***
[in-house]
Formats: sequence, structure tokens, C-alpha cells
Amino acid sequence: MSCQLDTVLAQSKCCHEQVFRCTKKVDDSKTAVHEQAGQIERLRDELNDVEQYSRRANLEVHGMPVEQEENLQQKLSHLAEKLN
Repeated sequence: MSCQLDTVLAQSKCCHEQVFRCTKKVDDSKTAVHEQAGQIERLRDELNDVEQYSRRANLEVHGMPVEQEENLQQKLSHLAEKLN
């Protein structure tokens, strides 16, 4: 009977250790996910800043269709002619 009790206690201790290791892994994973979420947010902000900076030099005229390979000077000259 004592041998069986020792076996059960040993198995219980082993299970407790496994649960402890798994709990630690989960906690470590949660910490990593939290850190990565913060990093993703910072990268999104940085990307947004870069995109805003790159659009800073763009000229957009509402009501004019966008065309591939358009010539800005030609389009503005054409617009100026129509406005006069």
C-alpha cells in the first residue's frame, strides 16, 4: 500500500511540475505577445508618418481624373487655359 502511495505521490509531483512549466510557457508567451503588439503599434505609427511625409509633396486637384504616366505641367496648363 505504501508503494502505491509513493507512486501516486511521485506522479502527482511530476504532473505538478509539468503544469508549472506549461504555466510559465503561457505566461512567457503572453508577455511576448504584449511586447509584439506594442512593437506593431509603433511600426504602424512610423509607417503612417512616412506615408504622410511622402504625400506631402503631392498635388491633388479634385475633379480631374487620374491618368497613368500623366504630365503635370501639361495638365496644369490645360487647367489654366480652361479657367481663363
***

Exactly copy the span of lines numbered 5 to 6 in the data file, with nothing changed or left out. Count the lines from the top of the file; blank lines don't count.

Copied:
């Protein structure tokens, strides 16, 4: 009977250790996910800043269709002619 009790206690201790290791892994994973979420947010902000900076030099005229390979000077000259 004592041998069986020792076996059960040993198995219980082993299970407790496994649960402890798994709990630690989960906690470590949660910490990593939290850190990565913060990093993703910072990268999104940085990307947004870069995109805003790159659009800073763009000229957009509402009501004019966008065309591939358009010539800005030609389009503005054409617009100026129509406005006069």
C-alpha cells in the first residue's frame, strides 16, 4: 500500500511540475505577445508618418481624373487655359 502511495505521490509531483512549466510557457508567451503588439503599434505609427511625409509633396486637384504616366505641367496648363 505504501508503494502505491509513493507512486501516486511521485506522479502527482511530476504532473505538478509539468503544469508549472506549461504555466510559465503561457505566461512567457503572453508577455511576448504584449511586447509584439506594442512593437506593431509603433511600426504602424512610423509607417503612417512616412506615408504622410511622402504625400506631402503631392498635388491633388479634385475633379480631374487620374491618368497613368500623366504630365503635370501639361495638365496644369490645360487647367489654366480652361479657367481663363